Dry eye and ocular surface disease are a core part of optometrists’ practices. This condition influences the outcome of everything they do—it can devastate vision, change refractions, cause patients to drop out of lens wear, and lead to infections and corneal scarring.
This month’s podcast guest Chandra Mickles, OD, MSc, FAAO, FSLS, is an associate professor at Nova Southeastern University College of Optometry and the dry eye service coordinator on campus.
She is passionate about educating the next generation of optometrists about the importance of treating even the earliest stages of dry eye and exploring new technology that can improve a patient’s day to day vision and comfort experience.
Dr. Mickles teaches a specialty contact lens course and provides patient care at the school in both the Dry Eye Center and specialty contact lens departments. She also serves as a consultant for Alcon and Johnson and Johnson Vision, and lectures and publishes research on cornea, contact lens, and ocular surface disease.
Previously by Dr. Lyerly: What ODs need to know about YAG laser vitreolysis for floaters
Interest in research
"My ultimate goal in research for patient care is to improve outcomes for contact lens and ocular surface disease patients,” says Dr. Mickles.
Most of her research is investigator initiated—she will apply for a grant or propose a research project to a financial backer aimed at providing data she hopes will help doctors make decisions to improve patient outcomes.
With so many challenges facing patients, Dr. Mickles is working on several upcoming and ongoing research studies aimed at practically impacting day-to-day patient care.
Up next, she is participating in a multicenter trial looking at digitally induced dry eye in children. It focuses on video game playing and how it affects blink rate and dry eye.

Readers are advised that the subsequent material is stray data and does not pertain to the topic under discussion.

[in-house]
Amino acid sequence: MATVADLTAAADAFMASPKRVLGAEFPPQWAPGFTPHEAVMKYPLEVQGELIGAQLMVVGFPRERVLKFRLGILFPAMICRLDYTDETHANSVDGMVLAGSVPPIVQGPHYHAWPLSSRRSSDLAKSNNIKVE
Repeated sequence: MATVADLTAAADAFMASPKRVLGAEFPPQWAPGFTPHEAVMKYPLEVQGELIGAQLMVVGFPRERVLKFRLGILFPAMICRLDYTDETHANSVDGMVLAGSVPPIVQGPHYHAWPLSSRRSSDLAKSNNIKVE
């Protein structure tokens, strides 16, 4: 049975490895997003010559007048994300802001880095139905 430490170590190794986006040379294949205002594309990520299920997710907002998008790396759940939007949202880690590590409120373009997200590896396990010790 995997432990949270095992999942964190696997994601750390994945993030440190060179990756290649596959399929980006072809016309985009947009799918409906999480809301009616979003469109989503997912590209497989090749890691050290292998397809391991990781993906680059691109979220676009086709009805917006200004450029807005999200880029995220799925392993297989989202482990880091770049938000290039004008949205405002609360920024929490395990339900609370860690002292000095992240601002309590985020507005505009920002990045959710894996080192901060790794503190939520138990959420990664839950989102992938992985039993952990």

She is also part of a contact lens assessment and use group study looking at risk factors associated with red eyes and exploring a new educational tool to determine which patients are most at risk for red eye and how doctors can best educate these at-risk patients.
One such project that she participated in has made a big impact on her prescribing philosophies when it comes to specialty contact lenses. Knowing that contact lens discomfort is one of the primary reasons that patients drop out of contact lens wear,1 Dr. Mickles is motivated to discover new technology solutions that keep her patients wearing contact lenses, especially for patients who need specialty contact lenses when glasses correction would reduce their visual function.
Dr. Mickles worked with Melissa Barnett, OD, FAAO, FSLS, FBCLA, and Jennifer Harthan, OD, FAAO, FSLS, on a double-masked, randomized, multicenter research study looking at the impact of Tangible Hydra-PEG coating on patient comfort in scleral lens wear. The study was presented at the 2019 Global Specialty Lens Symposium.2
Also by Dr. Lyerly: First impressions of Acuvue Oasys with Transitionsn contact lenses
1. Aldridge C. Breaking the cycle of contact lens dropout. CL Spectrum. Available at: https://www.clspectrum.com/issues/2015/november-2015/breaking-the-cycle-.... Accessed 7/25/19.
2. Mickles C, Harthan J, Barnett M. A surface treatment solution for scleral lens wearers with dry eye. Tangible Science. Available at: https://tangiblescience.com/wp-content/uploads/2019/01/Final-GSLS-2019-M.... Accessed 7/25/19.